As an estimating manager/director, I would like an overview of all projects in one place, and to not have to use and pay for multiple tools.
Overcoming the Problem
Understanding the Status Quo
I mapped out the systems and processes needed to takeoff and estimate a project, which can help me better understand any part that can be streamlined, improved or even eliminated. The systems map highlights just how many processes are needed and how organised an electrical estimator needs to be to avoid any errors or delays.
Systems diagram of the process of performing a takeoff and estimate
I also interviewed electrical estimators to better understand them. I put together an empathy map of their thoughts, feelings, actions, and comments.
Empathy map of an electrical estimator
Radar plot of the problem characteristics
Abstracting the problem can help to overcome any cognitive biases, allowing us to focus on the real, root problem. This actually helped to show me that there were some alternatives which would involve very light development - notifications for example.
Problem abstraction tree
The idea I wanted to explore was to combine all takeoffs, estimates, and specifications (and potentially notes, amendments etc. in future) into a single ‘project’. This would turn Countfire from a tool which estimators use as part of the estimating journey, to the single source of truth for the project. This would also allow better visibility for others accessing the project, not having to look in various places for information relating to the project (emails, papers on desks, cloud storage etc.).
From disconnected files to collaborative projects
Additionally, adding metadata to the project such as due dates, project owners, client, and project type allows us to build a high-level dashboard for better visibility to stakeholders. Stakeholders would be able to search, sort, and filter projects, meaning they could provide the end client with project updates whilst on the phone - without needing to check-in with the estimator first.
Wireframe of project page
Styling and Branding
To improve the user experience I also looked at how to update the interface to make it more aesthetically pleasing, uniform and intuitive. The key stakeholders wanted Countfire to be portrayed as a modern solution which focusses more on quality than it does on price. A brand not mixed in with the conservative crowd, and not as male focussed as a lot of the competition.
Exploring brand colour and logo options
The Countfire product suite
Design System and Component Library
I came up with a design system and component library to use across the entire suite of platforms. The design system is our knowledge base on how our platforms should look and behave. It is our single source of truth and makes sure that our platforms look unified and are intuitive to use.
The dark theme first approach, with a strong orange accent highlights Countfire’s innovative and modern offering, in an otherwise traditional and conservative market.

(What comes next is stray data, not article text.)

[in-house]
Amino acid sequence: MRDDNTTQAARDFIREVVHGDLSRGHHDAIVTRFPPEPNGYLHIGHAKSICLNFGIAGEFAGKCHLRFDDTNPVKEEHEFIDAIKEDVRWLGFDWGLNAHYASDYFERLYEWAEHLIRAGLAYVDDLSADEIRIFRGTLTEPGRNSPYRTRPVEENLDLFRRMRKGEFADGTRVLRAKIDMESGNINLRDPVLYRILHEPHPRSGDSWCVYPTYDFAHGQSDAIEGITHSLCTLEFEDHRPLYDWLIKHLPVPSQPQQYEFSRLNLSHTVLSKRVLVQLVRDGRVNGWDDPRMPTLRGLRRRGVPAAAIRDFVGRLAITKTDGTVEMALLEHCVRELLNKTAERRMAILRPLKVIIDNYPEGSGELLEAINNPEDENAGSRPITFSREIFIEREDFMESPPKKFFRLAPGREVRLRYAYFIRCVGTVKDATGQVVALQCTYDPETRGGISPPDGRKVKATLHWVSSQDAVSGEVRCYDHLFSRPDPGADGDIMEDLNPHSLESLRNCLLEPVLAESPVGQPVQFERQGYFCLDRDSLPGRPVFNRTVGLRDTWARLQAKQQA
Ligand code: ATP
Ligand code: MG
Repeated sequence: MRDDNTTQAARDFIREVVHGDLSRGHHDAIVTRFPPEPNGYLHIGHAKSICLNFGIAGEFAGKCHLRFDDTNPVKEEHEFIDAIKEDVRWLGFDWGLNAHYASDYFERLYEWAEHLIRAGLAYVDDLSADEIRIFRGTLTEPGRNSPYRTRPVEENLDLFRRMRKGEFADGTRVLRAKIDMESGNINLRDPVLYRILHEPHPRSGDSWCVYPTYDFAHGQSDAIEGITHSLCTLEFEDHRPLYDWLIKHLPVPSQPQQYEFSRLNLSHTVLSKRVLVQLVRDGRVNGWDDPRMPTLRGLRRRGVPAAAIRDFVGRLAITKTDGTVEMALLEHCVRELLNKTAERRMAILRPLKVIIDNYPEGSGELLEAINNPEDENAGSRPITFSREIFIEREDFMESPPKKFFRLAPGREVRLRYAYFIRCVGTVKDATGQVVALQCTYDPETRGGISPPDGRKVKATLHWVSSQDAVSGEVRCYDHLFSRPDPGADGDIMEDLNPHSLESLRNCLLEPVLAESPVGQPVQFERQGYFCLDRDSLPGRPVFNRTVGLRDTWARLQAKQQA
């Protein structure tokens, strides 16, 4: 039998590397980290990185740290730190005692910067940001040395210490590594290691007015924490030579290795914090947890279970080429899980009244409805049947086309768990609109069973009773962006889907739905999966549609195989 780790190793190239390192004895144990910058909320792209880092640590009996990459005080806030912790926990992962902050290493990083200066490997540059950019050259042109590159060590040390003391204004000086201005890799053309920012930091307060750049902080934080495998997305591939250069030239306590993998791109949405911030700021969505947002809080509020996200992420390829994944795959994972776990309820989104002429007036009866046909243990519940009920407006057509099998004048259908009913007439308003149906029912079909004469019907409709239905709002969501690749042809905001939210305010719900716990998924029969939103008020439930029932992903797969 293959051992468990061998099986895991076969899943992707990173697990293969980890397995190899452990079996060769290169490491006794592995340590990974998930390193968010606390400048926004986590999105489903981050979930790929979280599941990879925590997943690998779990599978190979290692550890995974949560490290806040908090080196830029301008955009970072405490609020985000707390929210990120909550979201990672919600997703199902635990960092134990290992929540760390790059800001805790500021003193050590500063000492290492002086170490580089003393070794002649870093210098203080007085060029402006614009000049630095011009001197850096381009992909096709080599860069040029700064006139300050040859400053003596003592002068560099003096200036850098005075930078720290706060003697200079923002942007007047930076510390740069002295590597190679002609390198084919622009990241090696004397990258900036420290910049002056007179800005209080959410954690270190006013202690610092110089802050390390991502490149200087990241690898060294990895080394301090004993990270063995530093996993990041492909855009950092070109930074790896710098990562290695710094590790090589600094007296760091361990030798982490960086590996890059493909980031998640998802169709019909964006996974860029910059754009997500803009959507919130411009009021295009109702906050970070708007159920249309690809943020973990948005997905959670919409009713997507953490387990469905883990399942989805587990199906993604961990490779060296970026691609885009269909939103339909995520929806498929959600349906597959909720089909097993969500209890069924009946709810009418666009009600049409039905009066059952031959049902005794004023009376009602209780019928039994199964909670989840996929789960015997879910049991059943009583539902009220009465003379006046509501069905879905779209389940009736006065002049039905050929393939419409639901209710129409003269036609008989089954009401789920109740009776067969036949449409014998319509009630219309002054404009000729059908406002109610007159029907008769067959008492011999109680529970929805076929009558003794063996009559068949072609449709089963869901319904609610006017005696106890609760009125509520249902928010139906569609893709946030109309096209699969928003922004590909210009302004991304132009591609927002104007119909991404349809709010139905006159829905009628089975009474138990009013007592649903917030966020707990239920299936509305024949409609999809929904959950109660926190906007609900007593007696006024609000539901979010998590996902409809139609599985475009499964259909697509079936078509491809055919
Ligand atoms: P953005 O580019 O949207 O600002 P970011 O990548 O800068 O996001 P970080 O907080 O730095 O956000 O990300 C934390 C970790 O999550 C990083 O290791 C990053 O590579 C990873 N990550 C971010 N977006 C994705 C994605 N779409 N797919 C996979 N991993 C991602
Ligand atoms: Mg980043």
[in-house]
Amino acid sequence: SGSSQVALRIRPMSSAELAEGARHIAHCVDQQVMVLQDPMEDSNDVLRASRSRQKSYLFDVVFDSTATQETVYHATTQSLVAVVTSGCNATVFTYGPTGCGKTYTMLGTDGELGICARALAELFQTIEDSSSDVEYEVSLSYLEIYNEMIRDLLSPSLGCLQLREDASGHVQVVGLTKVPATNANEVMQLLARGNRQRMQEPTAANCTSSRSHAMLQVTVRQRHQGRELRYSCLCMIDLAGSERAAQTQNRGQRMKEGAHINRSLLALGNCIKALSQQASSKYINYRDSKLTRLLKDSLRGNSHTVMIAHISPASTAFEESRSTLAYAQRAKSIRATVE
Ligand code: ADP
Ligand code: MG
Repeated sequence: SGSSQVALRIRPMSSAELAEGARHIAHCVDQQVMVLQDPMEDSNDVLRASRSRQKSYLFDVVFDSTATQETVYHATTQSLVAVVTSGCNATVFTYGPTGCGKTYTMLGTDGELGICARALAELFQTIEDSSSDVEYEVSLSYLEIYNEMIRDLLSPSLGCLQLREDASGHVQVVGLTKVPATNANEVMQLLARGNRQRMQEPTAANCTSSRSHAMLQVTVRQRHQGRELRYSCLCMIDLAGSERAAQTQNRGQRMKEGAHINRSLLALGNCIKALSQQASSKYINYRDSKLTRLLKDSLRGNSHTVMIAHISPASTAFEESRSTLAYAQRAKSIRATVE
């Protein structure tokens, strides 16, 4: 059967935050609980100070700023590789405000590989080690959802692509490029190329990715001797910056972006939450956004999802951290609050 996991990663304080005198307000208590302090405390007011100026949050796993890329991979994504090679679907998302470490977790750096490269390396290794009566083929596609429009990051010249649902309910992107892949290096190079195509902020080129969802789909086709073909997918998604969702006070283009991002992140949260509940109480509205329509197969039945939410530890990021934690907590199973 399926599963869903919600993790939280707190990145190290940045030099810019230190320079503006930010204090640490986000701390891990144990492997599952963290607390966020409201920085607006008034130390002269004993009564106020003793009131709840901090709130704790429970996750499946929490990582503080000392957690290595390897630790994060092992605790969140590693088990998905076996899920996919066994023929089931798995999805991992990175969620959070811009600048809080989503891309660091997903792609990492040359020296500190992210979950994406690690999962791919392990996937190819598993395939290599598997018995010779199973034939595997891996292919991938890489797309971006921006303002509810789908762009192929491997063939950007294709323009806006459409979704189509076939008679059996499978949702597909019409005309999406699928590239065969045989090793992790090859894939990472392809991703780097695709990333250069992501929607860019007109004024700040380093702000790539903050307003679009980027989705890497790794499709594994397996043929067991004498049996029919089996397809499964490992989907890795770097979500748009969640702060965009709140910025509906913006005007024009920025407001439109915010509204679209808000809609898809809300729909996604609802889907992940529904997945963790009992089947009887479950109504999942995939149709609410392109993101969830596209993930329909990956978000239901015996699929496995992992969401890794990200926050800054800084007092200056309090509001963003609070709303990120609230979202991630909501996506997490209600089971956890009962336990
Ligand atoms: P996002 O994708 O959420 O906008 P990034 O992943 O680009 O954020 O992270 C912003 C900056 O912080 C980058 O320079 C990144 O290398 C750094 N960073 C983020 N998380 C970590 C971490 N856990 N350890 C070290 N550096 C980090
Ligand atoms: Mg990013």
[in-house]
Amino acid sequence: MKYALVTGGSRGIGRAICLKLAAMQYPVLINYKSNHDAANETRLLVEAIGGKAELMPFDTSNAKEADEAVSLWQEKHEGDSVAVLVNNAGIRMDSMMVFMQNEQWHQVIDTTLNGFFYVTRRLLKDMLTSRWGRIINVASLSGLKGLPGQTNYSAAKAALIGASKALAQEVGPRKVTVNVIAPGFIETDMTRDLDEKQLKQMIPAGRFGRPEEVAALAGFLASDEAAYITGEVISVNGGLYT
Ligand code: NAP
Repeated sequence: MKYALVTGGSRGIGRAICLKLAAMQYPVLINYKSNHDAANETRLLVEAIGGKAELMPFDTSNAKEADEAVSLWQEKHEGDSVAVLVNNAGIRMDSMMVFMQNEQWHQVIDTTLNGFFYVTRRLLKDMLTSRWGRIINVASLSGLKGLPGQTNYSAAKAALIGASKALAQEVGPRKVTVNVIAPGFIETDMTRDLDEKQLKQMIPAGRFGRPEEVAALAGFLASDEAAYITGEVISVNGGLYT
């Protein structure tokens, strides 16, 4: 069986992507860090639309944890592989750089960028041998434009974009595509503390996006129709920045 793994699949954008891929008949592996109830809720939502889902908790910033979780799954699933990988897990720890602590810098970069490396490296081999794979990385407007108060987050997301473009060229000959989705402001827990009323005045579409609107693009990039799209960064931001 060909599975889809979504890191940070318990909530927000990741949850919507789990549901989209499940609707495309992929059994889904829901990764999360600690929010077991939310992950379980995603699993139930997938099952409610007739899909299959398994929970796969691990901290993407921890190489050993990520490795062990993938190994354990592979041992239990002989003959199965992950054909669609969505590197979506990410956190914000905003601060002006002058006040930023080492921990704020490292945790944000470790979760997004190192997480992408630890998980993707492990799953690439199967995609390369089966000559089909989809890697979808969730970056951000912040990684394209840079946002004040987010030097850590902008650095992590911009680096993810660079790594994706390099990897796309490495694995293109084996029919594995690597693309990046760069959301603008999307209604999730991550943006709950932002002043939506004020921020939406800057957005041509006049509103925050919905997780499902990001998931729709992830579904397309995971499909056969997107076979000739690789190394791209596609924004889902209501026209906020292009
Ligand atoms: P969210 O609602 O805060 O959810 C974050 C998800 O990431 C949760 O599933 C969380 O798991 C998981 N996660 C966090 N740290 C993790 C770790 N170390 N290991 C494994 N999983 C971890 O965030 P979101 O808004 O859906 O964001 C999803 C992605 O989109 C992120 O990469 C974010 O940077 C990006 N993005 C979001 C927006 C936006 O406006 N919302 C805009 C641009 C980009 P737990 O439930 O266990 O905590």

The components were loosely based on TailwindUI - a subsidiary of the CSS framework we were using in this rebuild, TailwindCSS.
Tables and Grids
I combined everything relating to a quote into a 'project'. The project contains everything needed to takeoff and estimate a project, plus additional materials such as specifications and notes which would otherwise get lost on emails. This means that Electrical Estimators can collaborate on projects without needing to look anywhere else, and Estimating Managers can see up-to-date progress on everything their team is working on.
I also looked at the workflow for working on and managing drawings, which now have progress indicators and notes, and are divided into disciplines.
Aside from very positive feedback on how good the new interface looked, users commented on the new structure and interface as being so much more intuitive to use. Even some underused features which had little change reported more than a 30% increase in usage, just from being moved into the project structure.
More importantly, being able to connect these estimating features into a single workflow meant that Countfire could compete with other end-to-end estimating packages and would no longer be known as just takeoff software.
This is just the beginning and we’ve really just scratched the surface with this update. This new structure allows us to include more collaborative features and add everything relating to a project, for example: dealing with revisions, notifications based on deadlines, estimated costings based on previous activity, and dealing with multiple floors with the same plan.
Simon's ability to think outside the box coupled with a keen eye on industry trends leads him to produce eye catching designs time after time. Simon is extremely approachable and always available to run past ideas. He is great fun to be around. I'd highly recommend Simon.